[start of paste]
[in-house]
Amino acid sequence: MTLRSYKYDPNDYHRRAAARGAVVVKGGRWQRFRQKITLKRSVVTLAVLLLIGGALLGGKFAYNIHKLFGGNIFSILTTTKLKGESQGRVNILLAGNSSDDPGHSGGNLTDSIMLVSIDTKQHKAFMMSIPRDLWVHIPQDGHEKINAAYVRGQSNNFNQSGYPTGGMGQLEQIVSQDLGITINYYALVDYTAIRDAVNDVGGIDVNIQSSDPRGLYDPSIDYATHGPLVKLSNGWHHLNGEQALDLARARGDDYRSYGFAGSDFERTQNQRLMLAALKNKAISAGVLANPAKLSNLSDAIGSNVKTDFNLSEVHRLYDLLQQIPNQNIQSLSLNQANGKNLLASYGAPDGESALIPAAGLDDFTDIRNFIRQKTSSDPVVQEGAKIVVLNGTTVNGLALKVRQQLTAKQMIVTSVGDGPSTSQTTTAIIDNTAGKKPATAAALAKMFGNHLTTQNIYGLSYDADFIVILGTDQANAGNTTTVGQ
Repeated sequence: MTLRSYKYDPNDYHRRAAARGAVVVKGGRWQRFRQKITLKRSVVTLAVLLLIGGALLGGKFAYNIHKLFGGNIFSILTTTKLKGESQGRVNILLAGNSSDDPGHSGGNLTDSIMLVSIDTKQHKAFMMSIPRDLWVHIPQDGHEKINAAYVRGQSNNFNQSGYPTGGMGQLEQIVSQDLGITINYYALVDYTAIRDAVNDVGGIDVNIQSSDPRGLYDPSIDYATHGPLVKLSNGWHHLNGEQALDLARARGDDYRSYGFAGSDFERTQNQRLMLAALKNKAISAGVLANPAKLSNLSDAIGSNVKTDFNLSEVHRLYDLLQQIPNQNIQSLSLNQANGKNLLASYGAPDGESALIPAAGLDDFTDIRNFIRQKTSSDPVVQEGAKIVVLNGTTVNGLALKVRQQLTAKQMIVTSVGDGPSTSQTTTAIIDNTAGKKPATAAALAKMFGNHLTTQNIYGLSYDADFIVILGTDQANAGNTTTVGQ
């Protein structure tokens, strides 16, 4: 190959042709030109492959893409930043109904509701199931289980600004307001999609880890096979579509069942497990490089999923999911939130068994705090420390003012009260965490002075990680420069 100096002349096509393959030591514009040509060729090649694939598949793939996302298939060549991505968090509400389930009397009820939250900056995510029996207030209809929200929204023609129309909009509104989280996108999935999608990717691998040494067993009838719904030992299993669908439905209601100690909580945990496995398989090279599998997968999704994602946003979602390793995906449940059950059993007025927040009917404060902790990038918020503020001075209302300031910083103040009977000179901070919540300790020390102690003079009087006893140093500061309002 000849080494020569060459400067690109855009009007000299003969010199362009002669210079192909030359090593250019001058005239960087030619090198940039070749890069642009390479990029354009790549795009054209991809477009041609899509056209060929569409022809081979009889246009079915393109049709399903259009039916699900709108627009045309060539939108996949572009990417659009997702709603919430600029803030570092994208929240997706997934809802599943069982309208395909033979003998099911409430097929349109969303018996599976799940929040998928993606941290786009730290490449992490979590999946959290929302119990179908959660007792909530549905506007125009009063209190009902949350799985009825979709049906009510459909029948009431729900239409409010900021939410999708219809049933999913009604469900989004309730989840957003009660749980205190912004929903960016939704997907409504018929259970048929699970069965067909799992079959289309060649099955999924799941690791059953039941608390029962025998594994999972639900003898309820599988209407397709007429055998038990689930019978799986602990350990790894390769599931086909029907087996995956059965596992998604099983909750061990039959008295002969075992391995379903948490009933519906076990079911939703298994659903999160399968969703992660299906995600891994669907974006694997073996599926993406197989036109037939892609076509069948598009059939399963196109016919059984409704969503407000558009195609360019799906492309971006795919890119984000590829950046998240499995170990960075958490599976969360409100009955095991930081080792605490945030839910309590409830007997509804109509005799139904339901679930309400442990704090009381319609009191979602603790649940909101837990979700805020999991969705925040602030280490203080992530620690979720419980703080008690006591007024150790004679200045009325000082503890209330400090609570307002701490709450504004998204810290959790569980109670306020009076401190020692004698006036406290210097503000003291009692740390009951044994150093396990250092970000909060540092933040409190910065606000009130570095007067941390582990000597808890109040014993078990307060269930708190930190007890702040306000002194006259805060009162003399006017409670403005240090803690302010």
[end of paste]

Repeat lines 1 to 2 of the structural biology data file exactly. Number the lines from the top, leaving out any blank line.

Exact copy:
[in-house]
Amino acid sequence: MTLRSYKYDPNDYHRRAAARGAVVVKGGRWQRFRQKITLKRSVVTLAVLLLIGGALLGGKFAYNIHKLFGGNIFSILTTTKLKGESQGRVNILLAGNSSDDPGHSGGNLTDSIMLVSIDTKQHKAFMMSIPRDLWVHIPQDGHEKINAAYVRGQSNNFNQSGYPTGGMGQLEQIVSQDLGITINYYALVDYTAIRDAVNDVGGIDVNIQSSDPRGLYDPSIDYATHGPLVKLSNGWHHLNGEQALDLARARGDDYRSYGFAGSDFERTQNQRLMLAALKNKAISAGVLANPAKLSNLSDAIGSNVKTDFNLSEVHRLYDLLQQIPNQNIQSLSLNQANGKNLLASYGAPDGESALIPAAGLDDFTDIRNFIRQKTSSDPVVQEGAKIVVLNGTTVNGLALKVRQQLTAKQMIVTSVGDGPSTSQTTTAIIDNTAGKKPATAAALAKMFGNHLTTQNIYGLSYDADFIVILGTDQANAGNTTTVGQ